An Econometric Analysis of the Macroeconomic Determinants of Crbon Dioxide Emissions in Nigeria
Cosmas Nwedeh, Chukwuemeka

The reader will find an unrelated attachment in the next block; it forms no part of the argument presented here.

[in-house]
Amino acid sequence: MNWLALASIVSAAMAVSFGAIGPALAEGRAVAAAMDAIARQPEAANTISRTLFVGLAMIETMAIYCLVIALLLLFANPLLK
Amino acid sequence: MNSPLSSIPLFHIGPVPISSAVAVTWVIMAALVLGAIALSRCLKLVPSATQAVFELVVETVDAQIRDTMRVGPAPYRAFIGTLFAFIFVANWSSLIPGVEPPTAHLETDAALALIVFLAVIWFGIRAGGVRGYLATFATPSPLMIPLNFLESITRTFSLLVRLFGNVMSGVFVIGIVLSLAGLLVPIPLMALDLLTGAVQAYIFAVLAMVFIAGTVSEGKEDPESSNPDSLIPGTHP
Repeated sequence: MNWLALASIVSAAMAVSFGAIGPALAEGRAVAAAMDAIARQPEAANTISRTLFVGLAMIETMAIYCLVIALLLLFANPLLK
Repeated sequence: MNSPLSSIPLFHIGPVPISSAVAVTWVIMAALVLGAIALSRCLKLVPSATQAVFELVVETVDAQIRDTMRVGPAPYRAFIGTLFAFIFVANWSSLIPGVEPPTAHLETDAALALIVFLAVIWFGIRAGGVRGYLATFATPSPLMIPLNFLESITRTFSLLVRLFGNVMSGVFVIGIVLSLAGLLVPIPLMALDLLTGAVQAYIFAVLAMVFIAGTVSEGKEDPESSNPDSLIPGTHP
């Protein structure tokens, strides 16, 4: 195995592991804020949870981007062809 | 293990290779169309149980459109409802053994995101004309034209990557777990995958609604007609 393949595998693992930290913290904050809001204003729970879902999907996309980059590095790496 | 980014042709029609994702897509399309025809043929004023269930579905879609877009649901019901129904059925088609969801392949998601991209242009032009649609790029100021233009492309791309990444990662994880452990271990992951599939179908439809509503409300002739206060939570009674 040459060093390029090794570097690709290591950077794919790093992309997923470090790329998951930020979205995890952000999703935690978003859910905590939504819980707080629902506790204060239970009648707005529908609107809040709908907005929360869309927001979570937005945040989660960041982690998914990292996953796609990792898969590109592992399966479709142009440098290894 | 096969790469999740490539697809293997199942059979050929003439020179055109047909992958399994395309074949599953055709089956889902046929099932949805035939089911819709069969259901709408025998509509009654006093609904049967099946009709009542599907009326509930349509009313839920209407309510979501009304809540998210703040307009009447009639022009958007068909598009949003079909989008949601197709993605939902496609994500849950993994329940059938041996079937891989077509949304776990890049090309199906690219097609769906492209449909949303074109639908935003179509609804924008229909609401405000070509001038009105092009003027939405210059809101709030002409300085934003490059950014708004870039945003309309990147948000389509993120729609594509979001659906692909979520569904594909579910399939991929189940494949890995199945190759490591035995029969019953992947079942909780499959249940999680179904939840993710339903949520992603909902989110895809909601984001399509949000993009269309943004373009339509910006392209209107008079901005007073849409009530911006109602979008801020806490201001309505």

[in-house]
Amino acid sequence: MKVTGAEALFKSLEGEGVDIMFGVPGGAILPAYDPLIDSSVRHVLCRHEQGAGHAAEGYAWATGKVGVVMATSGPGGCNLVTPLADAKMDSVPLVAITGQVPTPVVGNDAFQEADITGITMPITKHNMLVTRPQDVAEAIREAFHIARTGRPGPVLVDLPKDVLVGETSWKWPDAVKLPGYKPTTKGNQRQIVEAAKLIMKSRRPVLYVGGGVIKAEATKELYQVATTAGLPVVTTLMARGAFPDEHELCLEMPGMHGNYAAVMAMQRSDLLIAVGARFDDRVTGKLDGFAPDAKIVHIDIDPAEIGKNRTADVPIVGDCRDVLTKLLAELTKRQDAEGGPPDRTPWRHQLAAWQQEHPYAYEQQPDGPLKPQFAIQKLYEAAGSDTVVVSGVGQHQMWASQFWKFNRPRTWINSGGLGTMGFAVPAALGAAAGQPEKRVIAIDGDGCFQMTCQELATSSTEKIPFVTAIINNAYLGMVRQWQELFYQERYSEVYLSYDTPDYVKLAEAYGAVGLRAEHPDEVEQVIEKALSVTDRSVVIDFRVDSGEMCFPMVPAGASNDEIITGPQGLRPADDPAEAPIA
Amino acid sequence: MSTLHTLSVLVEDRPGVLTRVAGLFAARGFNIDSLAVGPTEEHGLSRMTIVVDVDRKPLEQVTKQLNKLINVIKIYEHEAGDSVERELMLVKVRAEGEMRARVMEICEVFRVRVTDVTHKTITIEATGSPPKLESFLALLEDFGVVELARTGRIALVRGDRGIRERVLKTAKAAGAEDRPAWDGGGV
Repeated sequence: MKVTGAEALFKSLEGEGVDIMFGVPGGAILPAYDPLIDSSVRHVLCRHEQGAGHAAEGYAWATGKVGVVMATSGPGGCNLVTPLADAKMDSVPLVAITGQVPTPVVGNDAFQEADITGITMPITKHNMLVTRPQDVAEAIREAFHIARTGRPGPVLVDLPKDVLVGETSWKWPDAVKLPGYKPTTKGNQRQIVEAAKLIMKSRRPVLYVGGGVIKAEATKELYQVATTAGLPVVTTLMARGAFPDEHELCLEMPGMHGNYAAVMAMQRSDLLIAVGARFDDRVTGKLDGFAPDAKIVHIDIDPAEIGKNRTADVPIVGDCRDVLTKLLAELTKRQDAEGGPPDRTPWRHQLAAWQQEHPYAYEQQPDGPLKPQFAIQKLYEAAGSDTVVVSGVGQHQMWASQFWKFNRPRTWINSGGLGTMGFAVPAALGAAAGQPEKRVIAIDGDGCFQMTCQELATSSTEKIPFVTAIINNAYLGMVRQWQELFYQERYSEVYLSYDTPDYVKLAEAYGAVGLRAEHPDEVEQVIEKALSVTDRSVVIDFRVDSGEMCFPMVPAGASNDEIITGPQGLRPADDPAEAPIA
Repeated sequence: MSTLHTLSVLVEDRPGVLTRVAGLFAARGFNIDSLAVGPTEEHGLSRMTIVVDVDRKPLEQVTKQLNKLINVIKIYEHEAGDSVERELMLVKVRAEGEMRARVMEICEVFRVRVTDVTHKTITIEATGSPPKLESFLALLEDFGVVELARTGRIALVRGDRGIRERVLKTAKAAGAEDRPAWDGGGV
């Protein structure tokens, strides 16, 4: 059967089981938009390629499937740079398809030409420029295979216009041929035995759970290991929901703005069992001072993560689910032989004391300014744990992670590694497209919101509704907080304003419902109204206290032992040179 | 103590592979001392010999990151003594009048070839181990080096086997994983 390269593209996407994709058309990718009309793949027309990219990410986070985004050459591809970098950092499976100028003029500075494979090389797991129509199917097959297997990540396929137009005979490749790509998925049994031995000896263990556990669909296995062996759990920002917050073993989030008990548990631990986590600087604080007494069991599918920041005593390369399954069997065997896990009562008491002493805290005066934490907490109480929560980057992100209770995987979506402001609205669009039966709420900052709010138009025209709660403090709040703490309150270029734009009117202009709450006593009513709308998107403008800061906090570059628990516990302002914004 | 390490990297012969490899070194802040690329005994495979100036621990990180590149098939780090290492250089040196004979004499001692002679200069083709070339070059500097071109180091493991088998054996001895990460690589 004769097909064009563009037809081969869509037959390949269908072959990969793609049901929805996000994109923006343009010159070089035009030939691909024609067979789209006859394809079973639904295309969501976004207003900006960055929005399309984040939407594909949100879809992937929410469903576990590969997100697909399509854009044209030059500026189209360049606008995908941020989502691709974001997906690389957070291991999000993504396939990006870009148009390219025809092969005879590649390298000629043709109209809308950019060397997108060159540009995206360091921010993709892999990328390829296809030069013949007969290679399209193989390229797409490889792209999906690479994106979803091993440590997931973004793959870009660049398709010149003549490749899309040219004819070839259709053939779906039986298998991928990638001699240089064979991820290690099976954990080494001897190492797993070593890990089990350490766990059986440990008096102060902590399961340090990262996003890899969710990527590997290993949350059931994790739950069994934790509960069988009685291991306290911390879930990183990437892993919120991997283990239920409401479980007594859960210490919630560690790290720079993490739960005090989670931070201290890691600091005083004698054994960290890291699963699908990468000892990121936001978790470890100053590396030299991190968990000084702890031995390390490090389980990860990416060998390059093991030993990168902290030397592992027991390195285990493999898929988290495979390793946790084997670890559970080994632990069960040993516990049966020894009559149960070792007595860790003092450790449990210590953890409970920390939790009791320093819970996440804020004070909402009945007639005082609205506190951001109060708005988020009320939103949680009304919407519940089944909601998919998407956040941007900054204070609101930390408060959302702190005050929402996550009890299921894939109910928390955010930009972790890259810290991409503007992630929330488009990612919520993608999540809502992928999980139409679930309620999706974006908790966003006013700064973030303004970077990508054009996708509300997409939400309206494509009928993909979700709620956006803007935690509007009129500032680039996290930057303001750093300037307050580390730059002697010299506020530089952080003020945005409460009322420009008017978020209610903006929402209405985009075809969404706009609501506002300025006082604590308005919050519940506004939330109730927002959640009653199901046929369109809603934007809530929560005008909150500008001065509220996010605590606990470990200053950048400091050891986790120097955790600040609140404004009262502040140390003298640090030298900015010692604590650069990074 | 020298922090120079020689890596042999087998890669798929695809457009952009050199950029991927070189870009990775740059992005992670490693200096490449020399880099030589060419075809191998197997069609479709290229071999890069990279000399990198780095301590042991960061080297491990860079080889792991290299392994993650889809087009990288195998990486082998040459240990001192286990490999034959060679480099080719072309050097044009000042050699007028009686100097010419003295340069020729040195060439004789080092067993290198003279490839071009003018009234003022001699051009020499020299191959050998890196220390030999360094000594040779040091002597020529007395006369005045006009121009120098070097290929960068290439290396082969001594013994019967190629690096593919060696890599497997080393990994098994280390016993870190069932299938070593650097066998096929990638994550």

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"Global concern for climate change as a result of incessant environmental damaging impacts of greenhouse gas emission is still surging high. Many researchers have examined the linear relationship of carbon emission with economic growth for decades now, yet, little or no studies critically examined the macroeconomic determinants of carbon dioxide emissions. Thus, this study focused on an econometric analysis of the macroeconomic determinants of CO2 emission in Nigeria, covering the periods between 1981 and 2016 using both linear and non-linear Autoregressive Distributed Lag (ARDL & NARDL) models. The time series data used were sourced from the database of the World Bank Development Indicators, 2016 and Central Bank of Nigeria Statistical Bulletin, 2017 edition. The main macroeconomic variables driving CO2 emissions in Nigeria include: Energy Consumption (EC), Financial Development (FD), Per capita GDP (GDP), share of Manufacturing output in GDP (MAN), Population density (PO) and Trade Openness (TO). The time series properties of the data were examined using the Augmented Dickey Fuller (ADF) unit root tests for stationarity, and it was found that all the variables were first differenced stationary, I (1), except FD and PO that were stationary at the level form. Interesting finding from ARDL estimations revealed that in the long run, a percentage increase in EC, MAN, GDP2, and PO would cause a decrease of about 1.03, 1.14, 36.40, and 0.46 percentages respectively in carbon emission in Nigeria, while a percentage increase in GDP, GDP3, FD, and TO would potentially cause an increase of about 0.001, 23.93, 0.002 and 0.001 percentages in total carbon emission in Nigeria. Also, the finding from environment-economic relationship, refutes the validity of EKC and found N-shaped relationship in Nigeria. However, from the NARDL model estimation, positive and negative changes in GDP, EC, and MAN are likely going to exhibit asymmetric relationship with carbon emission in Nigeria. Overall changes in GDP Per capita showed strong magnitudes of impacts on CO2 emission, and GDP Per capita bidirectionally granger caused energy consumption, which reversely caused increase in CO2 emission. Trend analysis revealed that emission fell on average from 0.64 metric tons between 2005 and 2010 to 0.52 metric tons between 2011 and 2016. Based on these findings, the study therefore recommends among others a concerted efforts of Ministry of finance in partnership with the ministry of environment in strengthening green bond issuance made as commitment to reduce emission in a bid to fulfil the Nationally Determined contributions in the Paris Agreement (2016) and give subsidies and incentives to encourage the competitiveness of renewable energy technologies. Also, the study encourages government to initiate carbon tax for polluting industries and increase energy supply to stimulate capacity industrial production to promote economic activities which will in turn increase GDP per capita which is still very low to reach EKC threshold level of income, since increase in energy use, responded negatively to CO2 emission in the long run."